So, something's going to happen. This ideal time has come. I believe that -- I believe in people power. I believe it's bigger than any ideology. And I'll just say, "Yo, enough's enough, man. Just let the people know what the prices are. Have a heart."

We started out talking about this behind-the-scenes. I loved your passion, during COVID, when you was just talking about what was going on, how many people were affected, in the hospitals, how many people were passing away. And we just got to have a heart. When isn't it about profit, and it's

about the people?

SIDNER: Wow. That's a really strong message. Thank you so much, Fat Joe.

JOE: Thank you so much.

SIDNER: I do want to say, I don't know, they might need to start calling you "Slim Joe." I see you.

JOE: Hey, I'm trying to stick around.

SIDNER: I appreciate you. Thank you.

JOE: Thank you so much.

SIDNER: It is a sinking feeling. According to scientists, New York City is sinking. What's to blame? Apparently all those skyscrapers. Couple that with climate change? And the city could be in big trouble. So, what now?



SIDNER: Guess what? New York City, it's sinking. That alarming warning comes from a new geological study that says the weight of the Big Apple skyscrapers is to blame. The city has more than a million buildings, and they add up to about 1.7 trillion pounds, according to researchers, at the University of Rhode Island.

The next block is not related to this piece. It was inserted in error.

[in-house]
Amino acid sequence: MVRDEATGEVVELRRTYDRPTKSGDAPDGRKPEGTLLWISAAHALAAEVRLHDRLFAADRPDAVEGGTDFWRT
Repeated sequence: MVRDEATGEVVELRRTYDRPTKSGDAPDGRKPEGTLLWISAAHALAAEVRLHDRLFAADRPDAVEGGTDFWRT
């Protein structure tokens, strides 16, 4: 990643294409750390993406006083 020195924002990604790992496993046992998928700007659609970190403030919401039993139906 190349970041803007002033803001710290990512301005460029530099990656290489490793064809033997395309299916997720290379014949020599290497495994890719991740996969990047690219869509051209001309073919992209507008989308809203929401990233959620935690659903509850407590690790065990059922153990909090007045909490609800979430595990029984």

How fast are we sinking? About 1 millimeter to 2 millimeters a year, which for context, is about the width of a nickel. Doesn't sound like much, does it? But experts say the catastrophic effects, already underway. In fact, some climate experts estimate that Lower Manhattan, and parts of Long Island, of the coast there, could be underwater, in less than 80 years.

Chief Climate Correspondent, Bill Weir, is here.

Bill, I'm depressed.


SIDNER: I'm a little -- OK. I'm a little out of sorts here, I guess.

WEIR: I hear you. I understand a lot.

SIDNER: So, we hear about the skyscrapers, and we all go "Ooh, aah," like "1.7 trillion. That's a lot."

WEIR: Yes.

SIDNER: But what's the real issue here beyond them?

WEIR: Well, this is happening in the age of sea level rise.

SIDNER: Right.

WEIR: As a coastal city, that complicates things, if you're going down, while the water's coming up, right? And coastal cities, this is happening, around the world. And it happens for different reasons. It's the weight of the buildings. But it's where they're built.


WEIR: If it's built on fill dirt, like a lot of where the World Trade Center was originally built on that?


WEIR: The parts of Staten Island. It sinks. There's groundwater pumping that causes the ground to shrink as well. But sea level rise is accelerating, right now. And what is happening in cities means it could be up to four times more extreme. So, say it raises six inches in a stable area, that's two feet in a city.


WEIR: And when you've got all the infrastructure around that? They're already seeing sort of sunny day floods, these king tide floods in Miami.


WEIR: It's a huge headache. It's not the kind of thing, like you see at a devastating hurricane --

SIDNER: Right.

WEIR: -- where people are -- families are pushing their things. But slowly by slowly --